Chicago rocks my world and the Joffrey Ballet is a huge part of the earthshaking. The opening performance of Othello, choreographed by Chicago-born Lar Lubovitch was by far one of my favorite performances I’ve seen this year. I thought I loved the DVD (and I still do) but the opportunity to see it live on a prestigious company like the Joffrey for the first time was something else. And not just the performance itself, but attending the Joffrey Ballet yielded something new—I even received a swanky electronic press kit complete with bios and photos on a CD (a commodity of pure class if you ask me) and I was immediately impressed by how accommodating the Joffrey is to the press (if I could even call myself that!). Like any non-profit arts organization, they want to make themselves known, and I appreciate that they make it easy, so three cheers to the public relations and media team for outstanding operations! To feel respected as a writer was a tremendously generous gift.

Meanwhile, the Auditorium Theatre of Roosevelt University, a grand hall gleaming with the Midas touch and illuminated by vast arches of incandescent lights, provided a venue more than worthy of a great Shakespearean tragedy. Lubovitch’s Othello loosely follows a distilled summation of Shakespeare’s play, taking necessary plot details and making some alterations in order to make the story compatible with ballet. Though the ballet picks up partway through the play, the meatier elements of Othello the Moor’s marriage to the noblewoman Desdemona, the resentment from his ensign Iago, a sinister plan of betrayal framing Desdemona for infidelity with Othello’s lieutenant Cassio, and subsequent death for pretty much everyone involved are all present (Cassio is executed, Iago murders his wife and Desdemona’s attendant Emilia, Othello kills Desdemona, Othello commits suicide, and the villain outlives them all). There are many times in movies, art, etc. where I find people try too hard to be dark and dramatic but certainly not here—it just is. Lubovitch certainly knows theatre and he succeeded in creating this grisly and macabre world without resorting to any form of antics, which reigned supreme with a refreshing authenticity.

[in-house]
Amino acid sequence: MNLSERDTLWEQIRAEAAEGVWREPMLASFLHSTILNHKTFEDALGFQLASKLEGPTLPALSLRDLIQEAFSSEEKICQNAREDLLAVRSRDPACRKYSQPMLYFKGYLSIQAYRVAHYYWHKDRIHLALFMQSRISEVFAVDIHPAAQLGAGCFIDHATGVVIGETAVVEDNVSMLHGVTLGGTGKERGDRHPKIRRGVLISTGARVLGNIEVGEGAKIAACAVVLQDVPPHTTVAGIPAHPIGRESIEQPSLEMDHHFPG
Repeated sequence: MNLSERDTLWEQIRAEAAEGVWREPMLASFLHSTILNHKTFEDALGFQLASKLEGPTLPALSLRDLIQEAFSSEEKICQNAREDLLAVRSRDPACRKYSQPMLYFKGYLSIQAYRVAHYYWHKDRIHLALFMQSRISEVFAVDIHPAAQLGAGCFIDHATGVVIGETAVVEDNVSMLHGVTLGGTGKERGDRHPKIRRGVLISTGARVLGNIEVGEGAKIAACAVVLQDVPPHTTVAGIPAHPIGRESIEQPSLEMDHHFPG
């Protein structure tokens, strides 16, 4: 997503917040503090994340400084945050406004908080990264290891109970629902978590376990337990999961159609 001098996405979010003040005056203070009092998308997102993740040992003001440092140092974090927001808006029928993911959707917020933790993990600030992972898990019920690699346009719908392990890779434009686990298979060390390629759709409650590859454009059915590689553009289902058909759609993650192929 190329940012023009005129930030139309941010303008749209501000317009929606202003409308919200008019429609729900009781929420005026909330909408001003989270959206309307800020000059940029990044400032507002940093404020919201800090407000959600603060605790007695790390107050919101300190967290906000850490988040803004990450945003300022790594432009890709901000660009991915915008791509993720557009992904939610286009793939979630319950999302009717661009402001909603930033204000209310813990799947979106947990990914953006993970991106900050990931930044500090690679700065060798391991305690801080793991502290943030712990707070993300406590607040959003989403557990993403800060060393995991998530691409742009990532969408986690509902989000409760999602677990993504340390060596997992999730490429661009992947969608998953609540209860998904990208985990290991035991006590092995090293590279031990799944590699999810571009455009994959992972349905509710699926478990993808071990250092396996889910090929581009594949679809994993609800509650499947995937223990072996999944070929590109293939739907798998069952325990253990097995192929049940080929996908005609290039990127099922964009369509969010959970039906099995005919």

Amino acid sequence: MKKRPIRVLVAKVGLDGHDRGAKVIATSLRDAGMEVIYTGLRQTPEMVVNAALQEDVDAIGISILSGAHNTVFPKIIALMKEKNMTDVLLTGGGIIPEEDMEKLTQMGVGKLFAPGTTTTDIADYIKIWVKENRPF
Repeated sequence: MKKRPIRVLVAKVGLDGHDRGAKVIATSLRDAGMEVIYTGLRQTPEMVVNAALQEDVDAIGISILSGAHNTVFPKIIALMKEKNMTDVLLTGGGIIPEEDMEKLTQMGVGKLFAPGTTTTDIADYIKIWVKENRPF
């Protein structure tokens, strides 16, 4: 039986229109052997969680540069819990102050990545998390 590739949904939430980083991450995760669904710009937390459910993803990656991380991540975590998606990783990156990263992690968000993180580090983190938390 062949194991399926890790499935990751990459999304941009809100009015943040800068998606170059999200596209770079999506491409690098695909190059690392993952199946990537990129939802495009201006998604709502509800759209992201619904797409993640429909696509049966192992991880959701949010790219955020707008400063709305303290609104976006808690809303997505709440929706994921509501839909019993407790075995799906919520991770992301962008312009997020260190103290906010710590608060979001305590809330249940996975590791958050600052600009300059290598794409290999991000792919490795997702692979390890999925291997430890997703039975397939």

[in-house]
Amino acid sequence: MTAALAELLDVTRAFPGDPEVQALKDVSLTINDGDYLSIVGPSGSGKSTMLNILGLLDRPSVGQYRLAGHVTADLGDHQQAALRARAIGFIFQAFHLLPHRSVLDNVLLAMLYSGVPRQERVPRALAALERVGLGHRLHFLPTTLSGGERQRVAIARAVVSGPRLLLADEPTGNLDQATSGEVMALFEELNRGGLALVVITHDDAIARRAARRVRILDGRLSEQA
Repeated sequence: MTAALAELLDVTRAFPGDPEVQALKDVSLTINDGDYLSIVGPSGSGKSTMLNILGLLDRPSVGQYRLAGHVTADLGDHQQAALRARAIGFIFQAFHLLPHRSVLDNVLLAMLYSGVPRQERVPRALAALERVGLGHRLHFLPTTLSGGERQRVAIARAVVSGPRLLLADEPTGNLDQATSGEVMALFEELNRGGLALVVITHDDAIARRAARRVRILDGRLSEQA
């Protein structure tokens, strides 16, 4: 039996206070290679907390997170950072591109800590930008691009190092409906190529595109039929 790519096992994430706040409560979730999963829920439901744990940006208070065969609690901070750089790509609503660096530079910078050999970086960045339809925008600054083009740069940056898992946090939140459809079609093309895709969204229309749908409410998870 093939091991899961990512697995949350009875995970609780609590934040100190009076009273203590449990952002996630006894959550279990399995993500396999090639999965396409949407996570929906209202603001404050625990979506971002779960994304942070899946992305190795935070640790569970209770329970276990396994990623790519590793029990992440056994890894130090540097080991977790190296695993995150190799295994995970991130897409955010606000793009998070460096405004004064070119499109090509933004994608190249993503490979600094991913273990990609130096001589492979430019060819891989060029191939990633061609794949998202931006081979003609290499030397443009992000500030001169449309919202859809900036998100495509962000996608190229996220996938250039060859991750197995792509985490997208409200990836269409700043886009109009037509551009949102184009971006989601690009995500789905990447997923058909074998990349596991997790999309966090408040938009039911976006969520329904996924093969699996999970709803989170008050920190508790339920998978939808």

Fabrice Calmels as Othello and April Daly as Desdemona (photo ©Cheryl Mann)

Fabrice Calmels as Othello and April Daly as Desdemona (photo ©Cheryl Mann)

Lubovitch was definitely aided by the score, composed by Academy Award winner Elliot Goldenthal (I have to geek out for a moment and mention that Interview with the Vampire is one of my FAVORITE film scores). One of the best things about Othello is not the fact that Goldenthal actually wrote a part for alto flute (apologies for geeking out again) but that a contemporary choreographer brought to life an untapped, non-fairy tale libretto and utilized an original score by a contemporary composer. Though the aesthetic of this ballet has modern elements, it still follows the story ballet tradition, and is arguably the most phenomenal ballet to have done so in the past couple of decades. I can’t praise Lubovitch’s storytelling abilities enough and find it interesting that while he did work professionally as a ballet dancer (as well as other forms of dance), he didn’t necessarily have a famed career as a performer. Still, he did study under ballet great Antony Tudor at Juilliard, but diversified his studies with modern dance artists like Jose Limon, Anna Sokolow, and Martha Graham, the multi-faceted influences woven into his education very much apparent in his choreography. If Lubovitch was a dancing smorgasbord (er, not literally), Goldenthal was something of a musical equivalent, composing concert works, ballets, film scores, Broadway musicals, and more. They both had lives, work, and perspectives outside of ballet and it made the ballet they fashioned together all the more compelling.